|Publication number||US8171247 B2|
|Application number||US 13/022,858|
|Publication date||May 1, 2012|
|Filing date||Feb 8, 2011|
|Priority date||May 14, 2004|
|Also published as||EP1596302A1, US7913043, US8255654, US20050262168, US20120036331|
|Publication number||022858, 13022858, US 8171247 B2, US 8171247B2, US-B2-8171247, US8171247 B2, US8171247B2|
|Inventors||Fabrice Helliker, Simon Chappell, Lawrence Barnes|
|Original Assignee||Quest Software, Inc.|
|Export Citation||BiBTeX, EndNote, RefMan|
|Patent Citations (38), Non-Patent Citations (1), Classifications (9), Legal Events (5)|
|External Links: USPTO, USPTO Assignment, Espacenet|
This patent application is a continuation of and claims priority from U.S. patent application Ser. No. 10/846,609, filed on May 14, 2004 now U.S. Pat. No. 7,913,043. U.S. patent application Ser. No. 10/846,609 is incorporated herein by reference in its entirety.
The present invention relates generally to computer backup systems. The present invention relates more particularly to a computer backup system that automatically selects the storage device to be used to backup a computer, such that predetermined criteria regarding the backup process tend to be optimized.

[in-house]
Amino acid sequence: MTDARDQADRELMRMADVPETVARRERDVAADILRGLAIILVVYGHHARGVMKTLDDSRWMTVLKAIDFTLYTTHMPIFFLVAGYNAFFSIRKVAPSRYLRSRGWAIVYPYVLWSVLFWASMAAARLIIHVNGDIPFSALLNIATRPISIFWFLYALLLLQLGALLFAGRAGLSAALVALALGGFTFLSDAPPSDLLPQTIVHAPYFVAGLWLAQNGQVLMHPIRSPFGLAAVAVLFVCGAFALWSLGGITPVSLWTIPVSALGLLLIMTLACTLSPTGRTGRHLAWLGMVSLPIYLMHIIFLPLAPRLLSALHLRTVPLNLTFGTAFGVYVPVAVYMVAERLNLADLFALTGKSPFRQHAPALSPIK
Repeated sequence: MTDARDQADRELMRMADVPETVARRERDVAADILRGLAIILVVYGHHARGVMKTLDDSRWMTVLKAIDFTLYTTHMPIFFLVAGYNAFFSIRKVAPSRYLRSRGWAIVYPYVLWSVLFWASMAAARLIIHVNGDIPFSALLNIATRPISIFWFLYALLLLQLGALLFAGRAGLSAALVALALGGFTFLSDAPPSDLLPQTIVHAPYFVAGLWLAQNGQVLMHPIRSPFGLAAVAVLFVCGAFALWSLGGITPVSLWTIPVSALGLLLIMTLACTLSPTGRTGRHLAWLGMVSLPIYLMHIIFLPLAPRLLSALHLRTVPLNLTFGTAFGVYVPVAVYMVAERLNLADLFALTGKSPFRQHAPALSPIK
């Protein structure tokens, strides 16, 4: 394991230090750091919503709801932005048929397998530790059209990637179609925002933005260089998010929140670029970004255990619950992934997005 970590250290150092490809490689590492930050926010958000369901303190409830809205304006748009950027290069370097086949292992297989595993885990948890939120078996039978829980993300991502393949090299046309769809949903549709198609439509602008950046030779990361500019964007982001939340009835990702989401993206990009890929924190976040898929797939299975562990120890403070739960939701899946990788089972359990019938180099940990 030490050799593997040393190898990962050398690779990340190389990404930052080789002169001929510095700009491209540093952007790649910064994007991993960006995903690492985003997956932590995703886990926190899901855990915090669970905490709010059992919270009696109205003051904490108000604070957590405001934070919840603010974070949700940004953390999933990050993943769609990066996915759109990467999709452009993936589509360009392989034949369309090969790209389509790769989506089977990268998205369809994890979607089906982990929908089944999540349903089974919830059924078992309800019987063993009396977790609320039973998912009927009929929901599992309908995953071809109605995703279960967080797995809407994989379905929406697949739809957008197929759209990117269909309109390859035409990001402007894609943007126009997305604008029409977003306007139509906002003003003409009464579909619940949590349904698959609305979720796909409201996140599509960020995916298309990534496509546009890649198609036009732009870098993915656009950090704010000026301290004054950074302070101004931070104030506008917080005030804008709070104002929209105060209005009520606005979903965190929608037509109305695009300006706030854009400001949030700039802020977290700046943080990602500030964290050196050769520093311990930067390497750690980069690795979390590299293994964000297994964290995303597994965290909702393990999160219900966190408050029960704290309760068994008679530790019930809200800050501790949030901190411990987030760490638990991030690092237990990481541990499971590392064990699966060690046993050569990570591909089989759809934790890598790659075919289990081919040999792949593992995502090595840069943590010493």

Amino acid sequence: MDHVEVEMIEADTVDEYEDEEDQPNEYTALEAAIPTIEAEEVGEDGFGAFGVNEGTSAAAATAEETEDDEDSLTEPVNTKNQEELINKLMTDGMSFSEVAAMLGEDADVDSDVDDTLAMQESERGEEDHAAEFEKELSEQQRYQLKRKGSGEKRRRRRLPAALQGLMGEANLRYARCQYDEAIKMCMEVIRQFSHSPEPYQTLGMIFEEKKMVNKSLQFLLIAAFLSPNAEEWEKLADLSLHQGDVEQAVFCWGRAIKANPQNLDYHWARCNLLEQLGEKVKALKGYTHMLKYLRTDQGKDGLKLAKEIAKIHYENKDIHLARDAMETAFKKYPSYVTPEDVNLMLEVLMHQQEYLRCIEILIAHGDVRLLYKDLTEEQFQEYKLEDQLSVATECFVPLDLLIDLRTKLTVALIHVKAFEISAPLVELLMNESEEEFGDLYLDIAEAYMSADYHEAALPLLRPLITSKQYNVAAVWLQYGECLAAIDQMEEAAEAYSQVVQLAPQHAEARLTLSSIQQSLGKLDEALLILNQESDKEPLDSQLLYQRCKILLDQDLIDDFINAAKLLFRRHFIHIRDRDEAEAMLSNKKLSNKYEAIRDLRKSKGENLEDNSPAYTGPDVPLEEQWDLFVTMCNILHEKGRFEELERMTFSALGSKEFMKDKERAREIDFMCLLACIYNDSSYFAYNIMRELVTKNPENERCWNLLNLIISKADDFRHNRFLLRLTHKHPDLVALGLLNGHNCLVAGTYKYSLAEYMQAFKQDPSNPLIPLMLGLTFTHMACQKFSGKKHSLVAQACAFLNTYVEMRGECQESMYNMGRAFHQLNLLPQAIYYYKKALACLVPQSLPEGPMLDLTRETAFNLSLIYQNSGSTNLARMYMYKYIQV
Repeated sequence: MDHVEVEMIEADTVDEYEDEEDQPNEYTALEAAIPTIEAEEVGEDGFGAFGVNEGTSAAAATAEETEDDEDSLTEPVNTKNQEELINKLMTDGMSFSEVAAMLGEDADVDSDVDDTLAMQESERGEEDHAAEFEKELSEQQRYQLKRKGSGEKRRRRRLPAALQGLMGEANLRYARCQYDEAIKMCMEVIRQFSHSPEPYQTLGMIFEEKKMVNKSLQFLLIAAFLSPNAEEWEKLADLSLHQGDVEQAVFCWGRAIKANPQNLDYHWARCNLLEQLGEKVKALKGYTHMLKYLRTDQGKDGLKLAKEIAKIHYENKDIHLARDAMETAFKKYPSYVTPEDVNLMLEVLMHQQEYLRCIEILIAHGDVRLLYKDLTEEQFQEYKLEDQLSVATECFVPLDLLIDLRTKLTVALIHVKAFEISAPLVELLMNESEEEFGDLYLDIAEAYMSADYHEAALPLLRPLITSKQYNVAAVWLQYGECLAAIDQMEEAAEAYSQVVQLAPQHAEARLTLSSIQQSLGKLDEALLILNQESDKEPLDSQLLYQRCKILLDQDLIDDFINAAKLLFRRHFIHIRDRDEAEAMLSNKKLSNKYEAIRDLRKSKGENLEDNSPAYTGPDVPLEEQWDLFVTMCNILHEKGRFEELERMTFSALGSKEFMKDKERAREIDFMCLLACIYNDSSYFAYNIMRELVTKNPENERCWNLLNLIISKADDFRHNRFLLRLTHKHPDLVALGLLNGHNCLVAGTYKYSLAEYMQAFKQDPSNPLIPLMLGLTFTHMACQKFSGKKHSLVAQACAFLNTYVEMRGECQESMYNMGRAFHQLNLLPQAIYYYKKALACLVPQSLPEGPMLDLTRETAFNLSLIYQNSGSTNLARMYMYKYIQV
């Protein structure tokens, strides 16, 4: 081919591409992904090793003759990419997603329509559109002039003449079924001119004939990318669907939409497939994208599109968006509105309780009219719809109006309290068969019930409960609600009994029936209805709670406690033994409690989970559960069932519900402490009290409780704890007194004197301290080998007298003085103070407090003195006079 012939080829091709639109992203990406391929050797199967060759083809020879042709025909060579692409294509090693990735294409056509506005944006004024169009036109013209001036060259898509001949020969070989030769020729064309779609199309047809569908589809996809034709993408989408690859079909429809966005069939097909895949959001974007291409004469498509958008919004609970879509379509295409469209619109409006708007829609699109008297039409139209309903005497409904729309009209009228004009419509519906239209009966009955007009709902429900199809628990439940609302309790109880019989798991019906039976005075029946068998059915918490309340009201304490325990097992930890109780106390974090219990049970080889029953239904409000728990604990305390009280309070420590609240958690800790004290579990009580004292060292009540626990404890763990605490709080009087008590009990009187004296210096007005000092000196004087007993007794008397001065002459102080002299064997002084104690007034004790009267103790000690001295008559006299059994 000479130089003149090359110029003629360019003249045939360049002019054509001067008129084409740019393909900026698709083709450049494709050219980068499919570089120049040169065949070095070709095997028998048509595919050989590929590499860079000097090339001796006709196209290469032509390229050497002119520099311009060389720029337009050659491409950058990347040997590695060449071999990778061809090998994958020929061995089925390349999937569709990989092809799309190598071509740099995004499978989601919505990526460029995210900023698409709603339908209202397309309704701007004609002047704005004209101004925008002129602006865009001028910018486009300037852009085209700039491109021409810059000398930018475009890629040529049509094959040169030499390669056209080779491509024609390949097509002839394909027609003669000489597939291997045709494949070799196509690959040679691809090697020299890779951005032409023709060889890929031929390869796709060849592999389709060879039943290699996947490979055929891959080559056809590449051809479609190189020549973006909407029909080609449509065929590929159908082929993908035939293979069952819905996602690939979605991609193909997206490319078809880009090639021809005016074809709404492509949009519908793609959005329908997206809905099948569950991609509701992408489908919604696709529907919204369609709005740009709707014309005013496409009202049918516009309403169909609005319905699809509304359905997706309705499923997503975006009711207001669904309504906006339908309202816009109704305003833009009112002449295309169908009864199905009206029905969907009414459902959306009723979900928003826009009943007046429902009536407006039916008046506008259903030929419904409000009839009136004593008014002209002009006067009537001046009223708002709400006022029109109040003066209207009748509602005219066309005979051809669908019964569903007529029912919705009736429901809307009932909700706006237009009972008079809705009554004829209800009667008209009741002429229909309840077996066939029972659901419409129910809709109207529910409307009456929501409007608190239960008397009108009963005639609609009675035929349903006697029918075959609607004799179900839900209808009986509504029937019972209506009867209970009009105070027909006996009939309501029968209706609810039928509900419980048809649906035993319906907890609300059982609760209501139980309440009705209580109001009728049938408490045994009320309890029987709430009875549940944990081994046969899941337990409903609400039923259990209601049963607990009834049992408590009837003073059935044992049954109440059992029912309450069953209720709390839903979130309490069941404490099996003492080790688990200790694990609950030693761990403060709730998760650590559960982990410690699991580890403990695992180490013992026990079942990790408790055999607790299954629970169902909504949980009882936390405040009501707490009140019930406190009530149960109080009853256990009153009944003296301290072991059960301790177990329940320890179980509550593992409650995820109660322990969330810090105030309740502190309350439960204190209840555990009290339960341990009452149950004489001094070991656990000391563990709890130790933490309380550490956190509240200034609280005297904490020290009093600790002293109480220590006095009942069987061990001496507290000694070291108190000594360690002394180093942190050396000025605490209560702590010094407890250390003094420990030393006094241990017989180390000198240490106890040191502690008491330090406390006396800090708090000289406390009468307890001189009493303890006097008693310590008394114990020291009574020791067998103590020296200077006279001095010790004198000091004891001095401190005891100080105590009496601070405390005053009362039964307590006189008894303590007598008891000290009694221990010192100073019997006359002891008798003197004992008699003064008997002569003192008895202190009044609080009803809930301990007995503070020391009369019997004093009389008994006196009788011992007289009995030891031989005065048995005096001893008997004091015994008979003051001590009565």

Backup systems for computers are well known. Backup systems provide for the redundant storage of data, so that a computer can be restored to a previous state after an event that results in the loss of data on the computer. As those skilled in the art will appreciate, data stored on a computer can be very valuable and the loss of data can result in severe economic hardship.
Banks, stock brokerages, and other companies commonly store large amounts of data on computers. This data is vital to the day-to-day operations of such businesses. For example, it is easy to appreciate that a bank's account records, which are commonly stored in a computer, are necessary in order to facilitate the regular business transactions of the bank.
Events such as fires, earthquakes, thefts, and hard disk failures may result in the loss of valuable computer data. If the only copy of a company's data is stored on the affected computer, then the loss may be permanent and may have catastrophic consequences.
However, if the data was previously backed up, then the data may be restored, so that the routine operations of the business may continue with a minimum of disruption. Thus, the backing up of data stored on computers is considered necessary and has generally become routine.